Madam Gorge De Crapau cries,—Wee, Ma'am, oh! qu'wee
Van sharmangest paerson, I aever vas see—
But Madge I'm afraid at the end of the chapter
Will find little cause for such transport and rapture,
And tho' my good lady's politeness is such,
I fear I have sweated my carcase too much;
And who at the ball on that night did appear,
Who danc'd in the van, and who limp'd in the rear,
What dukes, and what drapers, what barbers, and peers,
What marquises, earls, and what knights of the shears,
What cook, and what countess, what nymphs of the brooms,
What mop-scepter'd queens, came that night to the Rooms,


What dashers of ink, pettifoggers, musicians,
With a new and correct list of all the physicians,
I ne'er can in suitable numbers explain,
Nor learned Batheaston's more musical train,
Tho' whilst the fair virgin at CLIO'S command,
Is dipping for rhymes with her lilly-white hand,
E'en PHŒBUS himself in support of the cause,
Should pop out his head from the Tusculan vase.
Alas! my dear wife, I can never describe
Bath's beautiful nymphs, that adorable tribe,
Who like Mexican queens in the picture which you may
Have seen of the court of the great Montezuma,
Sat in solemn array, and diversified plume,
That shed o'er their charms its delectable gloom;
But at what time they heard the horns echoing bellow,
The hautboy's shrill twang, the brisk fiddle, the mellow
Bassoon, and the sweet-grumbling violoncello,


At what time they heard the men puff and belabour
With mouth, stick, and fist, the gay pipe and the tabor,
At once they did scuddle, did flutter, and run,
And take wing like wild-geese alarm'd with a gun,
In a moment came bustling and rustling between one,
Some coupl'd like rabbits, a fat and a lean one,
Some pranc'd up before, some did backward rebound,
While some more in earnest, with looks more profound,
And sweat-bedew'd foretops, did lard the lean ground;
But others more neat, on the pastern arose,
Like the figure of Pan, whom you've seen, I suppose,
Just saluting the turf with the tips of his toes:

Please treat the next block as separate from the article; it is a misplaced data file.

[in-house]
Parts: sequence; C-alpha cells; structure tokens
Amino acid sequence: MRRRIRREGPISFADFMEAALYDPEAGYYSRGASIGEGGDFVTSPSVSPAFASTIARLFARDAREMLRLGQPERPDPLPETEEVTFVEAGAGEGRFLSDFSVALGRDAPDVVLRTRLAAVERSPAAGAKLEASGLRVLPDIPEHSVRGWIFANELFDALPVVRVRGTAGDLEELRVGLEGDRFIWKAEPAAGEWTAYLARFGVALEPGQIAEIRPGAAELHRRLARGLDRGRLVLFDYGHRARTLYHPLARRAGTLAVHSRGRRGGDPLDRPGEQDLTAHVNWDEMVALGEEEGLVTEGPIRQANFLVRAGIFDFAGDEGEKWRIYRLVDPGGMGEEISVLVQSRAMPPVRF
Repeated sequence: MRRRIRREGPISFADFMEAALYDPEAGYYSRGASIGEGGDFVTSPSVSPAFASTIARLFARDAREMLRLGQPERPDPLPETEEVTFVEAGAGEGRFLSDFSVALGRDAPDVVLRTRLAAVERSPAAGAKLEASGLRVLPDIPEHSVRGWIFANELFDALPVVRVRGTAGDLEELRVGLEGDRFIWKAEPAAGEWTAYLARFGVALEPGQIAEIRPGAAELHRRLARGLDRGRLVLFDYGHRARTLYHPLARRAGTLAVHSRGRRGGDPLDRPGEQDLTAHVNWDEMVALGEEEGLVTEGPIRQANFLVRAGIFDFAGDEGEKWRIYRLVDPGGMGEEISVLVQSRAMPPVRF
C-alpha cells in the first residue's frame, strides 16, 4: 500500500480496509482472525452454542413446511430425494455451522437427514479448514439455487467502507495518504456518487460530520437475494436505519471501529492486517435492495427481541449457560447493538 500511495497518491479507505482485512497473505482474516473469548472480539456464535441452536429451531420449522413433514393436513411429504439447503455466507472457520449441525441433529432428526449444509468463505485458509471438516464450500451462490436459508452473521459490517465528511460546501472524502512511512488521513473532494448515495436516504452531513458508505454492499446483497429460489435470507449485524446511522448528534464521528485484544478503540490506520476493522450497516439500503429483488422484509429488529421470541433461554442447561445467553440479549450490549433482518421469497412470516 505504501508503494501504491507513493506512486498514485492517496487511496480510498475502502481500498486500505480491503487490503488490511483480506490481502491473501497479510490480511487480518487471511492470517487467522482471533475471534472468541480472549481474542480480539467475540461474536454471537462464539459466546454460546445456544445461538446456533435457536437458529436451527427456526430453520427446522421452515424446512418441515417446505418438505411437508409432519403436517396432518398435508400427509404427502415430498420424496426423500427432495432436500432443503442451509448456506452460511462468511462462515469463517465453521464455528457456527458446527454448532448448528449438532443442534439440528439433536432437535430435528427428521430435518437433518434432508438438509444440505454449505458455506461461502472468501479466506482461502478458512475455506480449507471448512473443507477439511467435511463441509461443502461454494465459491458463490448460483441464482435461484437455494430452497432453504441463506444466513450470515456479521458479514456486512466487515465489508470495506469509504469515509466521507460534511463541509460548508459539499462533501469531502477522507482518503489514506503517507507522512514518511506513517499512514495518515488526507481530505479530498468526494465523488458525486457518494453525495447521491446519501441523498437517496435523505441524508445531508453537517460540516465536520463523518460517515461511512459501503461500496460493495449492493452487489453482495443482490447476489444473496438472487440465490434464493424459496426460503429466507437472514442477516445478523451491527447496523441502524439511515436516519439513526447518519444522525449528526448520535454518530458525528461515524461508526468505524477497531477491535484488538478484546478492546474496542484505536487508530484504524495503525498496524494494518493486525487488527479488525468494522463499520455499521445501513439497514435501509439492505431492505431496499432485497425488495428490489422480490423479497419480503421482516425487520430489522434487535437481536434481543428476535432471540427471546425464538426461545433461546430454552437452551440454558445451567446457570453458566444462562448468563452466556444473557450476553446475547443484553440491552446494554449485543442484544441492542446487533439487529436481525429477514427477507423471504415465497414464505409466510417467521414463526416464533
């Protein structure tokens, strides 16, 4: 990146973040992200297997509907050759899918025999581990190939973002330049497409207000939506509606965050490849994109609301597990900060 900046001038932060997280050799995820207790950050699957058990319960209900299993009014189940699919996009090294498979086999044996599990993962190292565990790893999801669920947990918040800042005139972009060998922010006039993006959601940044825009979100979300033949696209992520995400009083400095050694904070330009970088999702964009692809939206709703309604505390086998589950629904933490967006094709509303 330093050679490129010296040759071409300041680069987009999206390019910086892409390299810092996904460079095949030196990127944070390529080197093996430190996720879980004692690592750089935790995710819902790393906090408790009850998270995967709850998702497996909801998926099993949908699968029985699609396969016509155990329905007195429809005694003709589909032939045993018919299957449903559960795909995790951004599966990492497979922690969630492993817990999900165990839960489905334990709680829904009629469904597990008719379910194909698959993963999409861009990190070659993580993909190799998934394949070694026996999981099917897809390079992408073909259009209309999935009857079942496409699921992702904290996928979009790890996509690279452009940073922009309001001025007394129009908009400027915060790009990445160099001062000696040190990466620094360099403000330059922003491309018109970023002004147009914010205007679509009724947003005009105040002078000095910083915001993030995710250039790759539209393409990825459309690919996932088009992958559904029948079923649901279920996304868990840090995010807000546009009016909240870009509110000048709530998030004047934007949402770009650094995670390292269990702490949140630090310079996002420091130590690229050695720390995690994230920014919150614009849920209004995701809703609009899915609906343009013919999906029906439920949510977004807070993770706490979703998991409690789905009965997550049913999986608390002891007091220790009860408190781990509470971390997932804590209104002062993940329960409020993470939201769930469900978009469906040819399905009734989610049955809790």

And as nothing, I think, can more please and engage
Than a contrast of stature, complexion, and age,
Miss Curd with a partner as black as Omiah,
Kitty Tit shook her heels with old Doctor Goliah,
And little John Crop, like a poney just nickt,
With long Dolly Loaderhead scamper'd and kickt,—
Ah! sweet Dolly Loaderhead—who can believe
Who for truth such reports of bright beauty receive?
Yet I hear—tho' perfum'd you such odours display,
And breathe in December the fragrance of May,


If your head were well open'd by louse-piercing Dunn
We should all be convinc'd, by more senses than one,
Tho' so powder'd and plumag'd it came to the feast,
It had ne'er tasted small-comb this twelvemonth at least.
As for Madge, tho' young Squirt had been promis'd the honour
Billy Dasher stept forth, and at once seiz'd upon her;
His air was so pleasing, so soft were his speeches,
Not to mention his new sattin flesh-colour'd breeches,
With a shoe like a sauce-boat, and steeple-clock'd hose,
And a silken soubise, that bob'd up to his nose,
With a watch in each pocket, one lent by his mother,
To prove that one leg should keep time with the other,
With a club like a coach-horse's tail in a strap,
And his coat like his beaver curtail'd of its flap,
With a sleeve you'd have sworn had been sew'd to his arm,—
No wonder, dear Wife, Billy Dasher should charm;
While with flames that keen jealousy's rage did improve,
Poor Squirt felt the heart-rending passion of love,—
—But soft—my dear Wife, I'm oblig'd to give o'er,—
What means that astonishing rap at the door?


It must be some person of Figure, no doubt,
And very high breeding, that makes such a rout,
Whoever it be, the true thanks he deserves
Of all who have tender, and delicate nerves—
Sure mine eyes must deceive me, or else I could swear
'Twas your own nephew Sim, getting out of the chair—
Quite a new-fashioned, flea-colour'd coat!—'tis—I'm sure
'Tis Sir Simkin himself, just arriv'd from his tour,
Pretty tender, I find, from a climate so warm,
As he takes at a breeze such a sudden alarm;
One hand, I perceive, tho' the wind's in the south,
Keeps thrusting his handkerchief up to his mouth,
While t'other, on which his camayeus appear,
Holds a thing call'd a chapeau de bras at his ear,—
Well—he comes in good time to improve and refine us—
Tam valdè ridiculus, et peregrinus,—
The meaning of that is in English, my dear,
I'm rejoic'd above measure, and wish you were here,
As his dress, and his manners you needs must applaud,
So much he's improv'd by his travels abroad:—


But I hasten to pay the respect that is due
To a friend so esteem'd, and connected with you:
With the truest reluctance I lay down my pen,
And am yours till I've time to resume it agen,
--- INKLE.

Mr. Inkle alludes to an elegant antique Vase, which is supposed to have formerly belonged to M.T. Cicero, having been dug up at his celebrated Tusculan Villa near Rome; it is now in the possession of Mrs. Miller, and is appropriated to the reception of the several Poetical Pieces which are contributed by the fashionable company frequenting her Coterie at Batheaston. The Vase is fancifully decorated with festoons of laurel, and the compositions are taken out of it by some young lady to be read by one of the company.

Fragment: vet: Poet: